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US Life on Mars successfully charts the mood of our times


NEWS
Filed by Jack Yan/October 10, 2008/9.40


Jason O’Mara as Sam Tyler, with Chevrolet Chevelle SSThe American version of débuted in the United States last night and while we are still waiting for rating figures at the moment, it looks like it will be a hit. However, it will be for different reasons, despite a script for the première episode that is remarkably close to the original.
   The adapters, Josh Appelbaum, André Nemec and Scott Rosenberg, who also produce the series, have recognized which elements of the successful BBC version to keep: the social commentary, the humour, and the dark, muted tones of the original set in Manchester.
   While a few scenes are changed, one in particular trumps the British original: Sam Tyler (played by Irish actor Jason O’Mara), arriving in 1973, sees the World Trade Center looming overhead. Given 9-11’s significance in our lives, the scene is far more poignant in a TV show than the original where Sam Tyler, John Simm, sees a billboard for an unbuilt Manchester motorway.
   Overall, most will agree that the original was hard to beat, though the Americans have done a fabulous job in the remake.
   Earlier in 2008, a Los Angeles-set version, produced and adapted by David E. Kelley of Boston Legal, was leaked on to the internet and was strongly criticized—showing just how poorly an adaptation could go.
   For a while it seemed all the doubters—mostly Britons on their high horse dismissing all American remake attempts (conveniently forgetting the UK’s own record with Who’s the Boss?, Married with Children, Outrageous Fortune and potentially the upcoming Law & Order and Bewitched) were right. But the network, ABC, realized things could be better—exit Kelley, enter the new producers. The shiny, 21st-century colours of the Los Angeles pilot were dumped; the dark, New York feel came in.
   It was a good move, not just because New York was offering tax credits to producers ?lming there, but because the dreary setting of a city facing bankruptcy is not that far from the mood of 2008.
   When times are tough, people generally wish to look back at the past with rose-coloured glasses.
   And as predicted earlier this week, Life on Mars did not so much remind us of what 1973 was like, but re-created some of the uncertainty we feel in the present day. In that respect, it differed from the original, which contrasted 1973 and 2006.
   Meanwhile, it gave enough levity and escapism to viewers, even if the Americans do not quite have the same regard for Kojak as the British do for The Sweeney.
   We had said at Lucire that fashion looks very 1970s right now, anyway. Not necessarily on the catwalks, but in what people choose to wear. Those in search of correlations between fashion and economic climate—any observer of fashion will have come across some anecdotal evidence of hemlines and the stock market index—might see parallels again.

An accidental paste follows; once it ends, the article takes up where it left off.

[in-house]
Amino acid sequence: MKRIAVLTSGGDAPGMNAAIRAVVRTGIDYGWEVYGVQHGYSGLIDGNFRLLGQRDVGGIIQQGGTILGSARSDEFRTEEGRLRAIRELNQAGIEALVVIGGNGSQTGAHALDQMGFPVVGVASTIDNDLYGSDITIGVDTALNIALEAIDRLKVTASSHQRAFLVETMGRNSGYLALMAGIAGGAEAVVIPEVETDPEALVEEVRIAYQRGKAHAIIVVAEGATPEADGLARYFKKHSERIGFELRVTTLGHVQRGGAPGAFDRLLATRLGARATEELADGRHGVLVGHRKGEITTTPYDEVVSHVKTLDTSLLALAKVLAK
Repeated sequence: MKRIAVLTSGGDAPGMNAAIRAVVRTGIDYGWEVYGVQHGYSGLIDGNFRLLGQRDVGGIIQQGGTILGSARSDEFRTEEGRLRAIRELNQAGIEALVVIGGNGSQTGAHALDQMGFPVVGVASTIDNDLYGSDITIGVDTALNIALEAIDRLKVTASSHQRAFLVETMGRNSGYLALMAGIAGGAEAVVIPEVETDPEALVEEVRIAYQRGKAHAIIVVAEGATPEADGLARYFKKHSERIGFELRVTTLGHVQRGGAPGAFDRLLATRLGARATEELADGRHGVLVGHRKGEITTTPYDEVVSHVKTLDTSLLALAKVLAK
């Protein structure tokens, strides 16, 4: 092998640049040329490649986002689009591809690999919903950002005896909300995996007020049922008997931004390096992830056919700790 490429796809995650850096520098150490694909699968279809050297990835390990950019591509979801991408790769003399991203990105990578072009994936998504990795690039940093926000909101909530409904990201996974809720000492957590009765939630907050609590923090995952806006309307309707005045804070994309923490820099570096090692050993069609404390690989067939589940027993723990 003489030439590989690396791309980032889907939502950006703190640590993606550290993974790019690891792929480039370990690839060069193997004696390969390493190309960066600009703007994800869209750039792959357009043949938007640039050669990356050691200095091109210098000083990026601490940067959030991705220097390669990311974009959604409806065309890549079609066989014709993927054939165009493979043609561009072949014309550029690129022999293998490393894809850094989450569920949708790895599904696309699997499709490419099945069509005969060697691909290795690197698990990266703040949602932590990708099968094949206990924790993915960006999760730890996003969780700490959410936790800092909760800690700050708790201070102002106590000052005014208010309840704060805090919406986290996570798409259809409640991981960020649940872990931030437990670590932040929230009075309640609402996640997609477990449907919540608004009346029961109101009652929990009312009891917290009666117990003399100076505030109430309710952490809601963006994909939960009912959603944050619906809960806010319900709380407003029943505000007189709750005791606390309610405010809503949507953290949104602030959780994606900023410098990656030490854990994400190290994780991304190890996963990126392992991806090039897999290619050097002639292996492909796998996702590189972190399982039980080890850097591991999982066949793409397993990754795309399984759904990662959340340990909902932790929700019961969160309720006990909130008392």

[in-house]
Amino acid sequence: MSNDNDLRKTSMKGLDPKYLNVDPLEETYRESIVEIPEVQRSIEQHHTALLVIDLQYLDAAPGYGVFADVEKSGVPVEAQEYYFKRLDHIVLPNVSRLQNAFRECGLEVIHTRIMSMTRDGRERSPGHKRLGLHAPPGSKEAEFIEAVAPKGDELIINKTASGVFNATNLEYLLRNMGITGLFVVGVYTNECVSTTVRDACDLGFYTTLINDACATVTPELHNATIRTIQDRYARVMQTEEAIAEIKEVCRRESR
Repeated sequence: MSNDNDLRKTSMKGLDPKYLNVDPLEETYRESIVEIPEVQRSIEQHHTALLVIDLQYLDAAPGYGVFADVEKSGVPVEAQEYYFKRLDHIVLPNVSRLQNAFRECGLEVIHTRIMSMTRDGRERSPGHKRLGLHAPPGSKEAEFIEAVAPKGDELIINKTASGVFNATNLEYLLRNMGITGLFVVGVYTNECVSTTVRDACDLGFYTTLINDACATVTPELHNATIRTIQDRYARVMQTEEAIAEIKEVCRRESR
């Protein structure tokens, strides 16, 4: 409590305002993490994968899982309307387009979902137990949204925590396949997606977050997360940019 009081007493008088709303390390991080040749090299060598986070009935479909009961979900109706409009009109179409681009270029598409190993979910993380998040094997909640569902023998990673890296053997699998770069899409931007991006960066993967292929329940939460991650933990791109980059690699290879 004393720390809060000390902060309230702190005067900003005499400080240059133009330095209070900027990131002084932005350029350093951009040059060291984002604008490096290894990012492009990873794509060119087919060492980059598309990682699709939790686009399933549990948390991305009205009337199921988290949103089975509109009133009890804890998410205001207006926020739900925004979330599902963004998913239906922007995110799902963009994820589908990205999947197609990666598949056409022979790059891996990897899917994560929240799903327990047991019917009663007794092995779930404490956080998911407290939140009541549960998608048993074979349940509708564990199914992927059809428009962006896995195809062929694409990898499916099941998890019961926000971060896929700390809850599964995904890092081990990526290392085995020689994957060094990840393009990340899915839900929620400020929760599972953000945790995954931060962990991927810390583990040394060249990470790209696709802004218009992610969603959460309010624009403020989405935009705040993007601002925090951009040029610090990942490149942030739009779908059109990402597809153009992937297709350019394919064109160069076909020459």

New York, in 1973, was nearly bankrupt and the mood was sour as the Vietnam War faltered.
   The pessimism of 2008 is now largely financial in origin, not that things were exactly cheerful as the public support for the War on Terror diminished. The latter could have been foreseen by the network and the producers, but could the former?
   It is easy to point out now how some post-9-11 cinema and TV have a gritty, early 1970s feel reminiscent of The French Connection—the Jason Bourne trilogy with Matt Damon is an example. However, Life on Mars may be the one of the few notable times that the period has been put so squarely in front of us in a retro TV series. (There was the poorly promoted Journeyman last year, but the time travel was sporadic and the hero always returned to 2007.)
   That ’70s Show, the mid-1990s sitcom, probably reflected a Clinton-era optimism by laughing at the styles; the various Brady Bunch movies had a similar function. One doubts if either would match the demands of the 21st century audience as well.
   Assuming the best for the new series—that it defies the pessimists by surviving beyond the 16 episodes of the BBC series, and goes on to last a few seasons—Life on Mars may well chart the switch from our present pessimism to a more optimistic time, as it goes from the downbeat mood of 1973 toward the Bicentennial. As it does that, it might be a fairly accurate barometer of our fashion, too.

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  • Sean

    Living in NYC for the past few years, I am a sucker for NY shows and movies. I feel like i am missing something for living in the “Bloomberg-ified” NY and while every movie about ’73 NY screams gritty (for false like American Gangster for example), Life on Mars feels different.

    it doesn’t feel like the French Connection, but on the other hand, it doesn’t feel like the best memories of a time gone by. I hope that its attention to detail and strong writing allow it to carve out a vision of its own.

  • Well said, Sean. I hope so, too. There is excellent source material (the original 16 scripts) and provided they can stay authentic (e.g. the set designers seem to have had a lot to work with) I think it will carve out that unique vision as you said.


 

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